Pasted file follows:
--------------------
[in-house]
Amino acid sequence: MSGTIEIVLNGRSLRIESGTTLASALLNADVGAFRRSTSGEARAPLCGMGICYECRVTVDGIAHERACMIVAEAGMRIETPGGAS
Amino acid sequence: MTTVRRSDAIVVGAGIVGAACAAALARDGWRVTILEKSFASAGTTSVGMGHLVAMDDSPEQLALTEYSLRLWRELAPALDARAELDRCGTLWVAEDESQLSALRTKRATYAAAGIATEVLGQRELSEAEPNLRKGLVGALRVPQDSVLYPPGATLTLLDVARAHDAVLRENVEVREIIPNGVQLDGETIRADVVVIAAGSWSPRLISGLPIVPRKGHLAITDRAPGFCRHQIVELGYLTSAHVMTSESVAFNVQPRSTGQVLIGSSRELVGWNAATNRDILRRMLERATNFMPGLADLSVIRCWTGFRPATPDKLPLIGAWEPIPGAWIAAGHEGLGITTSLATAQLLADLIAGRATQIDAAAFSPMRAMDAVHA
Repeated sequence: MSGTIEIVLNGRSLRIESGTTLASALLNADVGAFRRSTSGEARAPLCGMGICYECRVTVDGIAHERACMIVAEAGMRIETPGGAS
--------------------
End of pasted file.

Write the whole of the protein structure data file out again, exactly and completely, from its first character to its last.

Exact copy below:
[in-house]
Amino acid sequence: MSGTIEIVLNGRSLRIESGTTLASALLNADVGAFRRSTSGEARAPLCGMGICYECRVTVDGIAHERACMIVAEAGMRIETPGGAS
Amino acid sequence: MTTVRRSDAIVVGAGIVGAACAAALARDGWRVTILEKSFASAGTTSVGMGHLVAMDDSPEQLALTEYSLRLWRELAPALDARAELDRCGTLWVAEDESQLSALRTKRATYAAAGIATEVLGQRELSEAEPNLRKGLVGALRVPQDSVLYPPGATLTLLDVARAHDAVLRENVEVREIIPNGVQLDGETIRADVVVIAAGSWSPRLISGLPIVPRKGHLAITDRAPGFCRHQIVELGYLTSAHVMTSESVAFNVQPRSTGQVLIGSSRELVGWNAATNRDILRRMLERATNFMPGLADLSVIRCWTGFRPATPDKLPLIGAWEPIPGAWIAAGHEGLGITTSLATAQLLADLIAGRATQIDAAAFSPMRAMDAVHA
Repeated sequence: MSGTIEIVLNGRSLRIESGTTLASALLNADVGAFRRSTSGEARAPLCGMGICYECRVTVDGIAHERACMIVAEAGMRIETPGGAS